and the absence of eye pathology

• Occipital lobe insults, vertebrobasilar
  infarcts

• Usual stroke treatment
Question – name 3 causes of this
            condition
Lateral Canthotomy/Cantholysis
• Procedure to decompress a compartment
  syndrome of the orbit
Retro-orbital hematoma
        Primary Indications
• Decreased visual acuity

• Intraocular pressure > 40 mmHg

• Proptosis
          Contraindication
• Globe rupture
    The things you’ll need to do your
            very own lateral
        canthotomy/cantholysis
•   1. Lidocaine with epinephrine
•   2. Syringe with 25-gauge needle
•   3. Hemostat or needle driver
•   4. Iris or suture scissors
•   5. Forceps
                   Step 1
• Prep skin

• Anaesthetize – lido with epi into lateral
  canthus
                 Step 2
• Apply needle driver or hemostat from
  lateral canthus to bony orbit to
  devascularize the area for 30 – 90
  seconds.
                 Step 3
• Remove the hemostat and cut the
  demarcated area 1 – 2 cm laterally
                   Step 4
• Use the forceps to pull down the lower
  eyelid until you can see the inferior lateral
  canthal tendon
• Cut through it
                 Step 5
• Reassess IOP
• If still greater than 40 mmHg haven’t
  provided adequate pressure relief:
• Expose the superior lateral canthus and
  cut this too.
Congratulations!
      What is the mechanism of
    action for fomepizole (4-MP) in
             the treatment
      of acute methanol toxicity?
•   A. Active diuresis of methanol through the kidney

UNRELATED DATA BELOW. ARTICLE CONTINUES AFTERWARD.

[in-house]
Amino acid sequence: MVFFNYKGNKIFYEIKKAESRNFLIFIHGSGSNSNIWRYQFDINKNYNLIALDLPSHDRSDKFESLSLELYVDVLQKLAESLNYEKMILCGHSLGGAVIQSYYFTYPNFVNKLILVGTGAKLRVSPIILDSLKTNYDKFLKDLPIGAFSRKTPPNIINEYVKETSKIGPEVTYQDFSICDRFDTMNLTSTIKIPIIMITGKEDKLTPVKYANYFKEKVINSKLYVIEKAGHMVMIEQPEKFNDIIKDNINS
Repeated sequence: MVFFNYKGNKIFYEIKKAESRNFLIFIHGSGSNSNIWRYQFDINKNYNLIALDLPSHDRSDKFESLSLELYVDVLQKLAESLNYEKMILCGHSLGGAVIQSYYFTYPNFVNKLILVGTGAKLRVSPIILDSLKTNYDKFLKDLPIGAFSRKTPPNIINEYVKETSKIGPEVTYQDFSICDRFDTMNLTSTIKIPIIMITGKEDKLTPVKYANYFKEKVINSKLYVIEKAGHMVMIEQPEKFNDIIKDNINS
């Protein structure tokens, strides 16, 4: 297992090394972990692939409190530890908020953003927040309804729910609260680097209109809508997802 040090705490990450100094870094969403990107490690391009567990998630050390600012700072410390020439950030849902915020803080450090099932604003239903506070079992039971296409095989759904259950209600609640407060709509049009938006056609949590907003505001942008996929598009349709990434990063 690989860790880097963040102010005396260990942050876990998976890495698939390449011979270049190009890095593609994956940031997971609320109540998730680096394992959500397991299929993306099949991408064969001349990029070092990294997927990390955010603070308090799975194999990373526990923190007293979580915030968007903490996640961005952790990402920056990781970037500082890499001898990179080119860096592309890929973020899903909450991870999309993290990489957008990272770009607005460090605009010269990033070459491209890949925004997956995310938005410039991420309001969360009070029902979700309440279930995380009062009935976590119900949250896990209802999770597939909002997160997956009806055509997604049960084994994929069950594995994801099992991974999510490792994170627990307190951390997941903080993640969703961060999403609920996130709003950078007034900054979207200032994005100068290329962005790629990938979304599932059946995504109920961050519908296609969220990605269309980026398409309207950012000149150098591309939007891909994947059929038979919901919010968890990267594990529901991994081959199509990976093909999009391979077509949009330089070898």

•   B. Enhanced hepatic conversion of the toxic methanol molecule
•   through CYP 450 3A
•   C. Competitive elimination with bile
•   D. Competitive inhibition of alcohol dehydrogenase
•   E. Inhibits blood flow through affected organs by the angiotensin
•   pathway
  Examination of a ruptured globe
 with fluorescein may demonstrate
displacement of the fluorescein due
       to aqueous humor flow.
     This has been named the:
•   A. Seidel test.
•   B. Adie’s pupil.
•   C. Gunn’s phenomenon.
•   D. Hoover’s test.
        Intraocular pressures
     associated with acute angle
        glaucoma tend to be:

•   A. > 7 mmHg.
•   B. > 14 mmHg.
•   C. > 21 mmHg.
•   D. > 28 mmHg.
Chemical burns to the eye are true
  ophthalmologic emergencies.
             Generally
speaking, which class of chemicals
 typically causes more damage?
•   A. Acids
•   B. Bases
•   C. No difference
•   D. pH 7.4
    What is the hallmark finding of
     vertebrobasilar syndrome?
•   A. Crossed neurologic deficits
•   B. Unsteady gait
•   C. Afferent pupilary defect
•   D. Bitemporal hemianopsia
•   E. “Cherry red” macula
Name that Finding/Disease!
Epidemic keratoconjunctivitis
Nodular episcleritis
Scleritis
Acute Angle-Closure Glaucoma
  Acute angle closure glaucoma
• Acute angle closure glaucoma has at least 2 of the
  following
• symptoms:
• • ocular pain
• • nausea/vomiting
• • history of intermittent blurring of vision with halos
• And at least 3 of the following signs:
• • IOP > 21 mmHg
• • conjunctival injection
• • corneal epithelial edema
• • mid-dilated nonreactive pupil
• • shallow chamber in the presence of occlusion
                        References
• Basic Ophthalmology – 7th edition. Cynthia Bradford. American
  Academy of Opthalmology.
• Med Clin N Am 90 (2006) 305–328
• Emerg Med Clin N Am
  26 (2008) 233–238
• Ophthal Plast Reconstr Surg. 1994 Jun;10(2):137-41. Efficacy of
  lateral canthotomy and cantholysis in orbital hemorrhage
• CJEM 2002;4(1):49-52
• Cochrane Database Syst Rev. 2009 Jan 21;(1):CD001989.
  Interventions for acute non-arteritic central retinal artery occlusion.
• Emergency Medicine Reports. Volume 29, Number 17. August 4,
  2008.

				
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posted:2/12/2012